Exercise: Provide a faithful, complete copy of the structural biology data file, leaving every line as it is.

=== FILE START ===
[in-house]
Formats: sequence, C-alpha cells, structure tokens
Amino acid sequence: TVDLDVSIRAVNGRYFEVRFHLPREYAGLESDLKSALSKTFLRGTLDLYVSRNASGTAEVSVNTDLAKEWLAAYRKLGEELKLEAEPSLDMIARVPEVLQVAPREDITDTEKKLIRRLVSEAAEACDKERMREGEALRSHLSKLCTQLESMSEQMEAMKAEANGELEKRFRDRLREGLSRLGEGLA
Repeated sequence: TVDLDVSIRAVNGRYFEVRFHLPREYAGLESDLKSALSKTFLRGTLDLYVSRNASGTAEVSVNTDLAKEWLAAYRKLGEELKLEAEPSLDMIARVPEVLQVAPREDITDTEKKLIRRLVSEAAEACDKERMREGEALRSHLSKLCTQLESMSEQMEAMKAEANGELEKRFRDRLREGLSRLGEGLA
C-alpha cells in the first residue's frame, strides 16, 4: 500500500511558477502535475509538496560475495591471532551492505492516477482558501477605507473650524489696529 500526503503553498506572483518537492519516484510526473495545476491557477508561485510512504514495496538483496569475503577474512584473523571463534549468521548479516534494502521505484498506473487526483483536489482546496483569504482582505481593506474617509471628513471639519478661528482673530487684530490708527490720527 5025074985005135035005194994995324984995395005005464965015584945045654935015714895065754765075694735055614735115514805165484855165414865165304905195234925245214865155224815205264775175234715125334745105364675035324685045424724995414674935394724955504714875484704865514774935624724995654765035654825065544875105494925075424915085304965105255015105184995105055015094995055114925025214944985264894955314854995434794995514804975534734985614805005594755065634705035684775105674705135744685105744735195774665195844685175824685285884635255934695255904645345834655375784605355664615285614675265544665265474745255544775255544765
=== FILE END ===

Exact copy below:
[in-house]
Formats: sequence, C-alpha cells, structure tokens
Amino acid sequence: TVDLDVSIRAVNGRYFEVRFHLPREYAGLESDLKSALSKTFLRGTLDLYVSRNASGTAEVSVNTDLAKEWLAAYRKLGEELKLEAEPSLDMIARVPEVLQVAPREDITDTEKKLIRRLVSEAAEACDKERMREGEALRSHLSKLCTQLESMSEQMEAMKAEANGELEKRFRDRLREGLSRLGEGLA
Repeated sequence: TVDLDVSIRAVNGRYFEVRFHLPREYAGLESDLKSALSKTFLRGTLDLYVSRNASGTAEVSVNTDLAKEWLAAYRKLGEELKLEAEPSLDMIARVPEVLQVAPREDITDTEKKLIRRLVSEAAEACDKERMREGEALRSHLSKLCTQLESMSEQMEAMKAEANGELEKRFRDRLREGLSRLGEGLA
C-alpha cells in the first residue's frame, strides 16, 4: 500500500511558477502535475509538496560475495591471532551492505492516477482558501477605507473650524489696529 500526503503553498506572483518537492519516484510526473495545476491557477508561485510512504514495496538483496569475503577474512584473523571463534549468521548479516534494502521505484498506473487526483483536489482546496483569504482582505481593506474617509471628513471639519478661528482673530487684530490708527490720527 5025074985005135035005194994995324984995395005005464965015584945045654935015714895065754765075694735055614735115514805165484855165414865165304905195234925245214865155224815205264775175234715125334745105364675035324685045424724995414674935394724955504714875484704865514774935624724995654765035654825065544875105494925075424915085304965105255015105184995105055015094995055114925025214944985264894955314854995434794995514804975534734985614805005594755065634705035684775105674705135744685105744735195774665195844685175824685285884635255934695255904645345834655375784605355664615285614675265544665265474745255544775255544765